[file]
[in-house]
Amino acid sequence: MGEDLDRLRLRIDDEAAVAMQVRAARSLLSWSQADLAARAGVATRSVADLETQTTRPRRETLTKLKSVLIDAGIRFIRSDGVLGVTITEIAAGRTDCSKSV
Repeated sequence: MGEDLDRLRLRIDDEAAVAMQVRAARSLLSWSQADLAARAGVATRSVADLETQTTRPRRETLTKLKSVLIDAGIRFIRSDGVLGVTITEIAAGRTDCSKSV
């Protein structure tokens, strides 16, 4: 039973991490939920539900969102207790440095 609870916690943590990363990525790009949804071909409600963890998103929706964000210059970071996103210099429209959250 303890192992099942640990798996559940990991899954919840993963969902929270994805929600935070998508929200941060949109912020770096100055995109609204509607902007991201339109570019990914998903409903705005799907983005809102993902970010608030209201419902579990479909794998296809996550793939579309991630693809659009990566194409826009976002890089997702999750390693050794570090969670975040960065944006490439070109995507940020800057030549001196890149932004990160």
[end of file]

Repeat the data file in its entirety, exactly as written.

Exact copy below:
[in-house]
Amino acid sequence: MGEDLDRLRLRIDDEAAVAMQVRAARSLLSWSQADLAARAGVATRSVADLETQTTRPRRETLTKLKSVLIDAGIRFIRSDGVLGVTITEIAAGRTDCSKSV
Repeated sequence: MGEDLDRLRLRIDDEAAVAMQVRAARSLLSWSQADLAARAGVATRSVADLETQTTRPRRETLTKLKSVLIDAGIRFIRSDGVLGVTITEIAAGRTDCSKSV
């Protein structure tokens, strides 16, 4: 039973991490939920539900969102207790440095 609870916690943590990363990525790009949804071909409600963890998103929706964000210059970071996103210099429209959250 303890192992099942640990798996559940990991899954919840993963969902929270994805929600935070998508929200941060949109912020770096100055995109609204509607902007991201339109570019990914998903409903705005799907983005809102993902970010608030209201419902579990479909794998296809996550793939579309991630693809659009990566194409826009976002890089997702999750390693050794570090969670975040960065944006490439070109995507940020800057030549001196890149932004990160």